Travel 

How to Plan Your Own Outdoor Adventure Road Trip

Your next great workout escape, coming right up.

Photo: Daxiao Productions/Shutterstock

If your idea of the perfect getaway includes seeing new breathtaking sights around the U.S. while hiking, trail running, biking, kayaking and more, get ready to meet your next vacation. There’s no better way to cover some ground than turning it into a road trip, complete with a few activities in every nature-filled escape.

You can easily design your trip to the adventures you enjoy most, plus hit the best places in the country to do so. To help you plan it out, we turned to a few experts in the outdoor space who offer insight into making it a fun, action-packed (and stress-free!) trip. Here’s your step-by-step guide to discovering cool new spots while sneaking in some exercise.

Step 1. Pick your activities.

Choose your can’t-miss adventures. If your heart is set on biking, hiking, and kayaking, plan your pit-stops around those workouts. “We’re ambitious humans these days, hoping to achieve it all, but in the end its best to prioritize a few activities that are dearest to the top of your wish list, rather than trying to accomplish everything in one trip,” says Holly Mandarich, explorer for The Outbound Collective and the Pursuit Series. It’s a good idea to make sure everyone you’re traveling with is on the same page, too.

Step 2. Consider hiring a guide.

If you’re traveling to an area for the first time, guides can easily show you the best spots for your must-do activities and will likely have equipment for you to use. (Not everyone can fit a kayak or mountain bike in the car or in the overhead bin in an airplane, after all.) “Hikes are generally pretty straightforward and easy to complete unguided, but anything that requires specialized gear should be done with a guide,” says Sonja Saxe, @thenationalparksgirl and another Outbound Collective explorer. Saxe says she typically Googles local guides, makes a list, checks reviews, and then goes with whoever has the best reputation.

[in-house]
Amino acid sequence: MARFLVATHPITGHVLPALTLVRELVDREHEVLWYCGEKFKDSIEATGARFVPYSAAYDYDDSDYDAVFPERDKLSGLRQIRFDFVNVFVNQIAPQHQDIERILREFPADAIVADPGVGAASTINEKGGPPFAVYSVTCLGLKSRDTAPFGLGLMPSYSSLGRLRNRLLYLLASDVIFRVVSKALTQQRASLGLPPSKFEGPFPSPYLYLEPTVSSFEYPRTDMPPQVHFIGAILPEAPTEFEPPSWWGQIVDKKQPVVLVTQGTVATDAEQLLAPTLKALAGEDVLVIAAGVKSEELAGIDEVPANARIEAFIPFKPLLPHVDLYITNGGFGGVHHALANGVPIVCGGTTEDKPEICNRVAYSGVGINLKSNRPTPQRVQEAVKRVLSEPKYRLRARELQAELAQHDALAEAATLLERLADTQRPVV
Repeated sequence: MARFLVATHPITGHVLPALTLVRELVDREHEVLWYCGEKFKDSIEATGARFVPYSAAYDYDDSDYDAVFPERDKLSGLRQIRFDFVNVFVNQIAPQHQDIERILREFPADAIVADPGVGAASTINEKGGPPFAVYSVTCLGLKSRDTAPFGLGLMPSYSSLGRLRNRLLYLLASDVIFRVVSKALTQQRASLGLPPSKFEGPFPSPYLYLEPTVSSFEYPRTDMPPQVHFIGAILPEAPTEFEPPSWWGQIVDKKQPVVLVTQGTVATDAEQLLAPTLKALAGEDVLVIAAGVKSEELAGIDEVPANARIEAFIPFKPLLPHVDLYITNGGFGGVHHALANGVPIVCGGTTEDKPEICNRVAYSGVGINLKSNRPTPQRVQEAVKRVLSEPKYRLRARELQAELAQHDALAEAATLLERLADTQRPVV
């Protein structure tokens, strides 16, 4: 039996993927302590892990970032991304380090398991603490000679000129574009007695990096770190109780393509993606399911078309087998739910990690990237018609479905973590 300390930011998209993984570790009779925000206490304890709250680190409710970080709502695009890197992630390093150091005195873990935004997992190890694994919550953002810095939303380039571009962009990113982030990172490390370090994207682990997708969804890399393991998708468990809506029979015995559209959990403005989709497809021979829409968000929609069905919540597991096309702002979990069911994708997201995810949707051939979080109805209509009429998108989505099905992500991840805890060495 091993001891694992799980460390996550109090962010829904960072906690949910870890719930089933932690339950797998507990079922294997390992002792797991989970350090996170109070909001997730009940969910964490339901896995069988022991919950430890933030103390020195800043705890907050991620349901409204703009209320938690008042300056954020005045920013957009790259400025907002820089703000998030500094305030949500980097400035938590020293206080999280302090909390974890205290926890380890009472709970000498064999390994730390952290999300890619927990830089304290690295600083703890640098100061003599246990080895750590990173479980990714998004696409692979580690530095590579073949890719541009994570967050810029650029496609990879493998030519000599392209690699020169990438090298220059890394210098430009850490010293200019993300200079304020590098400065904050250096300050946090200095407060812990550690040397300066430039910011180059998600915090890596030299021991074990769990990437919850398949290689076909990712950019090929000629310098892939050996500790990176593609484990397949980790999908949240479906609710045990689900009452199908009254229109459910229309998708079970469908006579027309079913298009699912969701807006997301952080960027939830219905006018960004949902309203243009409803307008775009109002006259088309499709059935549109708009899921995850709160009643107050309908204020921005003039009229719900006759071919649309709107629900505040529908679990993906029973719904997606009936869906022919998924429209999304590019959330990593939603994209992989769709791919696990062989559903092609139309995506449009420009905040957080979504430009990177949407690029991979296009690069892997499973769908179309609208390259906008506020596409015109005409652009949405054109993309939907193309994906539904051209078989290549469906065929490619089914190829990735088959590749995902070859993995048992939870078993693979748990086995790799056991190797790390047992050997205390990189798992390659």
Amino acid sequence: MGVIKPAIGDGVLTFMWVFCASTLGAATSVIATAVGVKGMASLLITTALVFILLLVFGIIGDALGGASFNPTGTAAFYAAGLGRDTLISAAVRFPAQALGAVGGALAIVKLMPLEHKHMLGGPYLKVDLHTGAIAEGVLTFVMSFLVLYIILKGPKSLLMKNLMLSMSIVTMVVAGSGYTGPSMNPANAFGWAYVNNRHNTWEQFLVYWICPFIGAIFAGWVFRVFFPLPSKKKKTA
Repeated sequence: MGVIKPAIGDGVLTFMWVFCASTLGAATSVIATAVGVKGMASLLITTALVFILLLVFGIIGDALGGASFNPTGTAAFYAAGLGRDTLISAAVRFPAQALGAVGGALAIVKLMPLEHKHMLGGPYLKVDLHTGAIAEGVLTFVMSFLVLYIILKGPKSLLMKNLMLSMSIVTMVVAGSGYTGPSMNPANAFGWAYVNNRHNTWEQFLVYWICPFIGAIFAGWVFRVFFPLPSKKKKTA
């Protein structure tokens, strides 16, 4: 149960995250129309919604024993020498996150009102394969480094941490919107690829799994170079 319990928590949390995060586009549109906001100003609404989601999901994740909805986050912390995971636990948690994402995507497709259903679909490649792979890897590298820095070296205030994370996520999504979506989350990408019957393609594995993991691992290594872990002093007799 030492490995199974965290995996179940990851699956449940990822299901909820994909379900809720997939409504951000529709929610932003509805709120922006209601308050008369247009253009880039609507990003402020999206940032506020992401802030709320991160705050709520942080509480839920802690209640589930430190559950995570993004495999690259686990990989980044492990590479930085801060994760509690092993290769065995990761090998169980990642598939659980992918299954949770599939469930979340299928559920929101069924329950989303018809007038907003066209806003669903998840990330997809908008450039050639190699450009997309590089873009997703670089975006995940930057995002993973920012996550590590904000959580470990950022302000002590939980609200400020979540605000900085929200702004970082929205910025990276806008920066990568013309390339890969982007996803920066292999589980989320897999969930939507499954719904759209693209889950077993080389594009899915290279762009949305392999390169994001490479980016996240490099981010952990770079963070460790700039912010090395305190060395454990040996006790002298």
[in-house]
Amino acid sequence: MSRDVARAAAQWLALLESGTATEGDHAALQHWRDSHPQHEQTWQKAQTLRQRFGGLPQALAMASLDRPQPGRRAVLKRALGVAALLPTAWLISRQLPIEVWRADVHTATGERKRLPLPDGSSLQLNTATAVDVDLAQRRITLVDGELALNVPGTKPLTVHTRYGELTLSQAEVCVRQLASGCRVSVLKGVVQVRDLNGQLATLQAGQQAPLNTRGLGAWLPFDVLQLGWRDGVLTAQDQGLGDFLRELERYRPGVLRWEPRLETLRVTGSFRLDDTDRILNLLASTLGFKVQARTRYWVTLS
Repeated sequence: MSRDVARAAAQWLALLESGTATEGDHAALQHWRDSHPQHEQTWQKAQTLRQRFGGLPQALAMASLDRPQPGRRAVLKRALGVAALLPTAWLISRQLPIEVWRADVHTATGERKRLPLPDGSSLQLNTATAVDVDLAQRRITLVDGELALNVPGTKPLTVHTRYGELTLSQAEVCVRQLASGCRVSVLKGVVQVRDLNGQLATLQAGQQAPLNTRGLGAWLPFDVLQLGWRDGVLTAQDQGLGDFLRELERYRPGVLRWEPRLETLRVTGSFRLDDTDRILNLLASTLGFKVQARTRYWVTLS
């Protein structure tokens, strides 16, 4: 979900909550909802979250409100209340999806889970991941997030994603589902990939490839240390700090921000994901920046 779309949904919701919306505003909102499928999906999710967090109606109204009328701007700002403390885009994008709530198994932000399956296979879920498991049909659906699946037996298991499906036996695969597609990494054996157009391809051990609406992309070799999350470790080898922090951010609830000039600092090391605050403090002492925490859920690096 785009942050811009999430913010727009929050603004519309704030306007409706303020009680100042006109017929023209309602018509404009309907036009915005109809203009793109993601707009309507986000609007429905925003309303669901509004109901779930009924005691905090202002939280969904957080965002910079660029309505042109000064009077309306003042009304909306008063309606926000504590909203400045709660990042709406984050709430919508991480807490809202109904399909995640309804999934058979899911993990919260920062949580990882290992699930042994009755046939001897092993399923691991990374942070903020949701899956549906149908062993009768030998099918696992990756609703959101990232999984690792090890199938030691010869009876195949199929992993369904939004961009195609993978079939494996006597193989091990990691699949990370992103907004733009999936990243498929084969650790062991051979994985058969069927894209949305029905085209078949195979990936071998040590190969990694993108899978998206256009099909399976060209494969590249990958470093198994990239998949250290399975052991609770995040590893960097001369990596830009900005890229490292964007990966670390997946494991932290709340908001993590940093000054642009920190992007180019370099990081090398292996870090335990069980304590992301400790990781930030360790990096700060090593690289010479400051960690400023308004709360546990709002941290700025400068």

Photo: Rawpixel.com/Shutterstock

Step 3. Scour the web.

Skipping guides and going full event-planner mode? The Internet is obviously your BFF for this, and you’ll find some solid suggestions. Backcountry gearhead Sarah Savala recommends TrailForks.com for finding mountain biking paths and AllTrails.com for pinpointing scenic hiking routes. “They give you in-depth insight on trails and real-time updates from users that are out on the trails,” she says. Of course, The Outbound and TripAdvisor will help as well.

Step 4. Get to know locals.

To really get some insider info on the area, talk up local baristas, your neighbor at lunch, the cashier at a nearby store, or head to the town’s visitor center. You might find that the neighborhood has awesome rock climbing for beginners (and guides to get you there) or a gorgeous lake to go stand-up paddleboarding. Chatting up the people from the area means you might find an unexpected new favorite activity—which is why it’s best to keep a loose itinerary for the trip, with room for change. “The truly best piece of advice I can give is to keep in mind that things don’t always go as planned, stay open to the idea of a detour or unexpected adventure,” says Mandarich.

Step 5. Pack light and right.

Just like a camping trip, don’t go overboard on the items you bring—especially clothing. “I think people tend to overdo it when it comes to packing clothes, at least I know I did when I first started road tripping,” says Saxe. “I re-wear clothes more than once and mix and match outfits to save extra space.” (You can take advantage of laundromats if you’re going for multiple days.) She also recommends keeping the car organized, so you don’t have to worry about rummaging around to find that one top or sports bra.